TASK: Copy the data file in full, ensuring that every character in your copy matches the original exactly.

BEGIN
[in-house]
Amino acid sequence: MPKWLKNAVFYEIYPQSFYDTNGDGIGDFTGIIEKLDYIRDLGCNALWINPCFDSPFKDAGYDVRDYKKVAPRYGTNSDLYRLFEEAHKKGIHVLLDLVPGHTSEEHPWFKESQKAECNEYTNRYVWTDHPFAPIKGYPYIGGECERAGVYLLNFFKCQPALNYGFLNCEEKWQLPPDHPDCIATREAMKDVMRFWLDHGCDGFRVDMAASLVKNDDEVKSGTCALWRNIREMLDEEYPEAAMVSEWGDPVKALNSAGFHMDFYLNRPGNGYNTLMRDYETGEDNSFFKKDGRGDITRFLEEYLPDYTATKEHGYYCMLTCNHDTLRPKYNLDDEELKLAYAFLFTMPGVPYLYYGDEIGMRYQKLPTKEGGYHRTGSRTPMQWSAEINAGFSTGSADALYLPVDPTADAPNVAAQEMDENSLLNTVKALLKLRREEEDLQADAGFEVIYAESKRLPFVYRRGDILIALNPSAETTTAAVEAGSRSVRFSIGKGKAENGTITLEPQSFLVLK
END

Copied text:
[in-house]
Amino acid sequence: MPKWLKNAVFYEIYPQSFYDTNGDGIGDFTGIIEKLDYIRDLGCNALWINPCFDSPFKDAGYDVRDYKKVAPRYGTNSDLYRLFEEAHKKGIHVLLDLVPGHTSEEHPWFKESQKAECNEYTNRYVWTDHPFAPIKGYPYIGGECERAGVYLLNFFKCQPALNYGFLNCEEKWQLPPDHPDCIATREAMKDVMRFWLDHGCDGFRVDMAASLVKNDDEVKSGTCALWRNIREMLDEEYPEAAMVSEWGDPVKALNSAGFHMDFYLNRPGNGYNTLMRDYETGEDNSFFKKDGRGDITRFLEEYLPDYTATKEHGYYCMLTCNHDTLRPKYNLDDEELKLAYAFLFTMPGVPYLYYGDEIGMRYQKLPTKEGGYHRTGSRTPMQWSAEINAGFSTGSADALYLPVDPTADAPNVAAQEMDENSLLNTVKALLKLRREEEDLQADAGFEVIYAESKRLPFVYRRGDILIALNPSAETTTAAVEAGSRSVRFSIGKGKAENGTITLEPQSFLVLK